Starting at the beginning of the new year, all California employers will be required by law to allow employees to take five days off after suffering a “reproductive loss” without fear of losing their job or other retaliation or any kind of discrimination.
Reproductive loss leave can be used for:
- Failed adoption
- Failed surrogacy
- Unsuccessful reproductive technology procedure
The leave needs to be taken within three months of the loss. It’s available to both people who would have been parents.
Reproductive loss leave doesn’t have to be paid. However, the law allows employees “to use certain other leave balances otherwise available to the employee, including accrued and available paid sick leave.”
Many California businesses already allow employees to take some time off – particularly if they’ve suffered a miscarriage. However, it currently isn’t required.
New law provides an added leave option for Californians
California employees already benefit from federal and state family leave laws. Further, California has pregnancy disability leave (PDL), which requires employers to allow workers to take as long as four months off during and/or after their pregnancy (although not that of a spouse or partner). State law also mandates that employers offer bereavement leave.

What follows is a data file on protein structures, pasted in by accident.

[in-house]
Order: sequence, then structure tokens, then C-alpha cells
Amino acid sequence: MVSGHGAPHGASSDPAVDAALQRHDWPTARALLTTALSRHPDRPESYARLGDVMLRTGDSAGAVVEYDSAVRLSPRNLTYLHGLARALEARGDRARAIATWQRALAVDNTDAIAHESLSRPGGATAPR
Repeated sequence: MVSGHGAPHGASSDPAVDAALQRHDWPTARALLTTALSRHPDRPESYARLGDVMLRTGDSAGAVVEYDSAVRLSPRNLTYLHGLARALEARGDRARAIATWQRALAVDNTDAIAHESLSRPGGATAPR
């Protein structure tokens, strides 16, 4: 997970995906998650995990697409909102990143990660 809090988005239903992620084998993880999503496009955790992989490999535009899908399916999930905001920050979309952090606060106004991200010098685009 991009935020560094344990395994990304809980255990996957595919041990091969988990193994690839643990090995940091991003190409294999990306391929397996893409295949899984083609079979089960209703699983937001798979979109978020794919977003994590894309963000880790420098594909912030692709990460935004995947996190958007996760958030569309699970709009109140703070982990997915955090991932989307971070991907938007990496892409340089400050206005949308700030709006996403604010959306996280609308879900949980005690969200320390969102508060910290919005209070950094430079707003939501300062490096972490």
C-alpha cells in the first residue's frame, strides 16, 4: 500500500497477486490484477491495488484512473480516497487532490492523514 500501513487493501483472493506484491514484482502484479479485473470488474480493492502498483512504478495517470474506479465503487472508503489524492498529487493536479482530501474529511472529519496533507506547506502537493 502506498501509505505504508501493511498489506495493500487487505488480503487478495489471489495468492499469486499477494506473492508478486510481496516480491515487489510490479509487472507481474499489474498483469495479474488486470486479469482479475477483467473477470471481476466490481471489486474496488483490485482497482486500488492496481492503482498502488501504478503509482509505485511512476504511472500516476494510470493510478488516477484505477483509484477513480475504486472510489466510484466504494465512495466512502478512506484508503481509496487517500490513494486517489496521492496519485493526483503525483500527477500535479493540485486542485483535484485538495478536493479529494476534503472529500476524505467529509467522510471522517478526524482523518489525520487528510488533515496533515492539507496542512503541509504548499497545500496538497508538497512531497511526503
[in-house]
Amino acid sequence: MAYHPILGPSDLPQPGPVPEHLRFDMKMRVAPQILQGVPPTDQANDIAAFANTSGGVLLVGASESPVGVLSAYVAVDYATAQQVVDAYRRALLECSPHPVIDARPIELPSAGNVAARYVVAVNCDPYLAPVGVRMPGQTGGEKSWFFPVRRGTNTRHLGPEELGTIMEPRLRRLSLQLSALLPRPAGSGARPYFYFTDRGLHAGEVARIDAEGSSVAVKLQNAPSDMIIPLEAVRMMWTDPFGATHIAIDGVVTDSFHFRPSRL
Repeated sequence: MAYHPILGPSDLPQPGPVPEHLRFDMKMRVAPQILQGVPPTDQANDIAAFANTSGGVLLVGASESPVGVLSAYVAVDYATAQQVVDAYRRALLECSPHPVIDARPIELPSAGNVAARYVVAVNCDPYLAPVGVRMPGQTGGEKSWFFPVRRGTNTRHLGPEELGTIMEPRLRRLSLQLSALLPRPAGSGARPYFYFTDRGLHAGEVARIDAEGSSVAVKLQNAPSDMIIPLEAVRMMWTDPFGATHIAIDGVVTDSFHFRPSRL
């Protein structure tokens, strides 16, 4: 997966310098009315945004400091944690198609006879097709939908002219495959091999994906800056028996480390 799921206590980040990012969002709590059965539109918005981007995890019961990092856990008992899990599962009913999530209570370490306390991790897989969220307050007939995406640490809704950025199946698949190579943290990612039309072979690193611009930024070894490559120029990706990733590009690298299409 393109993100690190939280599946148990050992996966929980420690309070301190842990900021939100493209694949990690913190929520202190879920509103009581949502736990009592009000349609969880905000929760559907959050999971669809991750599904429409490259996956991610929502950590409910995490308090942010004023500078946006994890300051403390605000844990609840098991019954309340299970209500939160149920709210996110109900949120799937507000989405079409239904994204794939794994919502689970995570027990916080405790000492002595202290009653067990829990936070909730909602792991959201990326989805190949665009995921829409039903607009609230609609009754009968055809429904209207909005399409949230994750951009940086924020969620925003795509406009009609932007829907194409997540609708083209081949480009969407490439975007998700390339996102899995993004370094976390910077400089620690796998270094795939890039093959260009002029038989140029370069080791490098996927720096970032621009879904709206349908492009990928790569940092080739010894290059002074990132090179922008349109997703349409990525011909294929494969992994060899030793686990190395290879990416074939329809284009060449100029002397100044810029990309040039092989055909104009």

All of these types of leave can be unpaid. None of them, however, specifically address reproductive loss. It’s not one of the events that qualifies an employee for bereavement leave.
Reproductive loss is more common than many people believe
Reproductive loss is something that affects a significant part of the population at one point or another in their lives. It’s been estimated that some 50% of pregnancies end in miscarriage. However, even learning that an adoption you were planning and preparing for fell through at the last minute can leave prospective parents with a sense of grief and loss. This new law simply recognizes that and gives people a chance to take a few days off work to deal with that loss – however it occurred – without worrying about their job.
Unfortunately, not all employers keep up-to-date with new laws. Some know the law but choose not to follow it if they think it will negatively affect their bottom line. That’s why it’s crucial for California employees to know their rights so that they can assert them if they need to. If your employer isn’t allowing you to take any kind of leave to which you’re entitled or otherwise making things difficult for you and you can’t resolve the matter with them, it may be time to get legal guidance.